It’s easy to view Jimmie Johnson’s sixth-place finish Saturday at Kansas Speedway as a sign of that team’s improvement.
But that’s also ignoring other signs for a team that has gone winless the past 71 points races.
While Johnson concedes some bad luck at times this season, he also notes that “we’ve been aggressive when we shouldn’t have. It’s a tough environment we live in and we’re trying really hard, but at the end of the day we’ve just got to make some better decisions and just get a little closer and then we’ll be in good shape.”
He said after Saturday’s race that the team is off on speed — he qualified 18th at Kansas but started 12th because of cars failing inspection. He ran in the top 15 only 45.4% of Saturday night’s race. The top five finishers all ran in the top 15 at least 80% of the race.
“We know we want to get better, so we want to be aggressive and bring new stuff to the track,” the seven-time champion said. “We’re probably on the aggressive side of trying to bring new stuff to the track and doing a nice thing for our company in developing and proving it, and I wish I could tell you what went wrong at Dover last week but the company learned a lot from it.
“So, I’m trying to stay patient but years are flying by. We’ve got to get to work. We’ve got to be winning races and finishing higher in the points if we’re going to have a shot at the championship. So, hopefully we can clean that stuff up and get where we need to be.”
Johnson holds the final playoff spot as the series nears the halfway point of the regular season.
This is not the first time Johnson has mentioned how aggressive his team has been.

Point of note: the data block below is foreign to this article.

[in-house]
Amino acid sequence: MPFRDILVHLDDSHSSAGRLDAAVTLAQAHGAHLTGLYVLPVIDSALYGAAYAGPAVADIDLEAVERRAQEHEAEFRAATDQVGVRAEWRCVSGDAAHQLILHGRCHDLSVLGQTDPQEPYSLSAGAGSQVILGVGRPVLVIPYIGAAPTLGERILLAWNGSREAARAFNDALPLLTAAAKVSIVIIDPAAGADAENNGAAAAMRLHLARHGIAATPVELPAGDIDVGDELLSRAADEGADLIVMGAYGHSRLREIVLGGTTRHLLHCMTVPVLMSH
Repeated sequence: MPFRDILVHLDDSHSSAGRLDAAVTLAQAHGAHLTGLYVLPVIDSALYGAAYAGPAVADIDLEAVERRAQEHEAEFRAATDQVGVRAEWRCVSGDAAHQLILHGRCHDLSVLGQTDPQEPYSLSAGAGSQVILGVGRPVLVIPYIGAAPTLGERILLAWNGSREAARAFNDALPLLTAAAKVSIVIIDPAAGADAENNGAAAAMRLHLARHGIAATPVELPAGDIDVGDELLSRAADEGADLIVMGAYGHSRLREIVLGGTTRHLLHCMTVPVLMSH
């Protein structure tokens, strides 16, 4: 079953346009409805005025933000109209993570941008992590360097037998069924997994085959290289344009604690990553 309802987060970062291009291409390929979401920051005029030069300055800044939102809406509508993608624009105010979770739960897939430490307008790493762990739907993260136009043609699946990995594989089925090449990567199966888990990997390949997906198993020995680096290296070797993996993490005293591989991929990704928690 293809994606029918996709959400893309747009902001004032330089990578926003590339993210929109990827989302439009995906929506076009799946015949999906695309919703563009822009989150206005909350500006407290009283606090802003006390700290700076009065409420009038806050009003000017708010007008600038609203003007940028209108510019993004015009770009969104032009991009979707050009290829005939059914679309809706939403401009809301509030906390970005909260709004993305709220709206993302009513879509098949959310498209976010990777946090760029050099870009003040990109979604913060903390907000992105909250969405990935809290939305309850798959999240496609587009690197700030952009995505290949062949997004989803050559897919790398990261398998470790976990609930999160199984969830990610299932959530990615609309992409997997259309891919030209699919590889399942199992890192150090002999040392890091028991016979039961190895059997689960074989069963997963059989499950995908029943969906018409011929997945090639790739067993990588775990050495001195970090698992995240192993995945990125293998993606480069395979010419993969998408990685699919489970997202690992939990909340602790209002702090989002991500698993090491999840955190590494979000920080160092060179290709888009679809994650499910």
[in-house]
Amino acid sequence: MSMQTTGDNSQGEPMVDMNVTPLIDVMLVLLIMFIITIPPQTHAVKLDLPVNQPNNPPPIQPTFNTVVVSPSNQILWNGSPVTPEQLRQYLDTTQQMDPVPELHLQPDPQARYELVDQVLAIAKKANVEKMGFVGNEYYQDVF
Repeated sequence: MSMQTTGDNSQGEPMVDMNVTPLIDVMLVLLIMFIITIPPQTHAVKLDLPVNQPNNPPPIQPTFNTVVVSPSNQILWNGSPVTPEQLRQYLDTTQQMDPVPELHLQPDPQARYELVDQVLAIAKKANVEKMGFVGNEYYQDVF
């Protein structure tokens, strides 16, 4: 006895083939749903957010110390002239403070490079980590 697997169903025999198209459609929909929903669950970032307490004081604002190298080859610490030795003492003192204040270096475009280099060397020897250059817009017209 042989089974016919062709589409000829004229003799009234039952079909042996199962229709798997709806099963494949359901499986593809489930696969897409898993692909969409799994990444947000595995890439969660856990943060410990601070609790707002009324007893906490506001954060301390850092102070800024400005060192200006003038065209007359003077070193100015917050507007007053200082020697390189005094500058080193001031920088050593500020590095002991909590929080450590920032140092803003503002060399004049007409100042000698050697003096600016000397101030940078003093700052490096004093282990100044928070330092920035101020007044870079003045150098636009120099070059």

“At times you need to be aggressive and put new stuff on the car,” Johnson said before his 10th-place finish a month ago at Bristol, his last top 10 until Kansas. “Then there are other times when you know there is a proven component or proven product that you just need to stay the course with.
“I don’t envy the crew chief position, or other positions when you have drivers saying we need more, we need more … we need something new, what we have is not working. So we put in all new sometimes. That is what we did at Martinsville (24th-place finish). New wasn’t the thing to do.”
Johnson also was asked at Bristol how tempting it can be for any team to experiment too much.
“Well, simultaneously we have the aero group working on stuff (and) the vehicle dynamics group working on stuff,” he said. “There is just stuff and ideas that are coming through the system and becoming readily available. Things that look good in (simulation) and we are ‘oh, well, okay, we are putting that in.’
“We still have to go prove it in race conditions. That is one thing simulation can not do. What the track is going to do when it rubbers up. And, honestly in a lot of cases, what it is like in traffic? That is all speculation. We don’t have any simulation that replicates what goes on in dirty air. We’ve been learning a lot.”
A 10-lap caution for a tire sitting in the grass off pit road?
That simply can’t happen. No other caution in Saturday night’s Cup was more than six laps.
While issues were compounded by the caution happening in the middle of a green flag pit cycle on Lap 219 of the 271-lap race, another matter was that NASCAR twice called off the restart to get cars in the right position.
Steve O’Donnell, NASCAR’s executive vice president and chief racing development officer, suggested Monday on SiriusXM NASCAR Radio that the caution should not have been called when it was.
“I would say if that was a normal caution, nobody on pit road, two laps and we’re back racing,” he said. “That’s probably the worst-case scenario for us when cars are in the middle of green flag pit stops and we have to throw the caution. Looking back, we’ll review. Could we have waited until the round of green flag stops had happened and then gone and got the tire? Probably.”